The Right to Buy system, launched by Margaret Thatcher, has seen a 400% increase in fraudulent purchases over the last two years.
The research, published by the Audit Commission, showed how the scheme is open for exploitation throughout the country. The rise in the number of fraudulent cases comes after the large increase in the amount of discount individuals qualify for. The cases from April 2012 to March 2014 were worth £12.3 million in total.
The government scheme, which has been about for over 30 years, has helped over 250,000 individuals in London get on to the property ladder. Now, with the discount up to £100,000 it is likely to appeal to even more buyers in the capital.
One fifth of those who bought their council house in Westminster, using the scheme, were receiving housing benefit during the application process. The worry comes that tenants may be receiving financial incentives by private landlords to purchase the property at a reduced price.
There are huge profits to be made from these former council houses, with some owners letting them at a higher price, or re-selling them for over £1 million.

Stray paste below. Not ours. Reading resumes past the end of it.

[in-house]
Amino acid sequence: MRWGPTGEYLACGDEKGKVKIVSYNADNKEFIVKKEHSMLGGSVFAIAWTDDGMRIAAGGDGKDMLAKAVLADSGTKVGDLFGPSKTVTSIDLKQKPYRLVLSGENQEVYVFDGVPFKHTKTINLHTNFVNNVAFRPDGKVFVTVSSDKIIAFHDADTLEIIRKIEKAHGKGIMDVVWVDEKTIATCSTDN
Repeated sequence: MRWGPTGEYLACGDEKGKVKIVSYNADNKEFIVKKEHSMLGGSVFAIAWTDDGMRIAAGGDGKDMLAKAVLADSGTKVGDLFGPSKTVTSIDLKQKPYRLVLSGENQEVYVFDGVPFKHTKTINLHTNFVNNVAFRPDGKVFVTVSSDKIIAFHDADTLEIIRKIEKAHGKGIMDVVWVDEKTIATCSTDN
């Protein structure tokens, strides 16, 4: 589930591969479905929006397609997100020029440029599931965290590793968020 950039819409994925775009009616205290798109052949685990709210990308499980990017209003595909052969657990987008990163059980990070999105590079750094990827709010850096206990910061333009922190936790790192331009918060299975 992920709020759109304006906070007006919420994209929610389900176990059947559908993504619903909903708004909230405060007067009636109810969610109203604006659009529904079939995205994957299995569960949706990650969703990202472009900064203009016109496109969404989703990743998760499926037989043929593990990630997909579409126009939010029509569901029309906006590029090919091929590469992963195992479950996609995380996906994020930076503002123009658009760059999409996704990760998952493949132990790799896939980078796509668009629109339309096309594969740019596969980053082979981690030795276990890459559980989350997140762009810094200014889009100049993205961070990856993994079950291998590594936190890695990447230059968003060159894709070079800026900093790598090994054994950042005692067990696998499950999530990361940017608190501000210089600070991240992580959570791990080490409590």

As London properties remain at a high, one fear is that the Right to Buy scheme is becoming a vulnerable alternative.
Green Assembly Member Darren Johnson, voices his concerns:
“A lot of council homes sold today will be in the hands of private landlords tomorrow. Fewer low-rent homes will drive more low paid people out of inner London. The mayor should lobby for it to be scrapped, and for councils to be allowed to borrow to invest in building many more.”
Article By: Ratchelle Deary, Marketing Executive at Contractor Mortgages Made Easy
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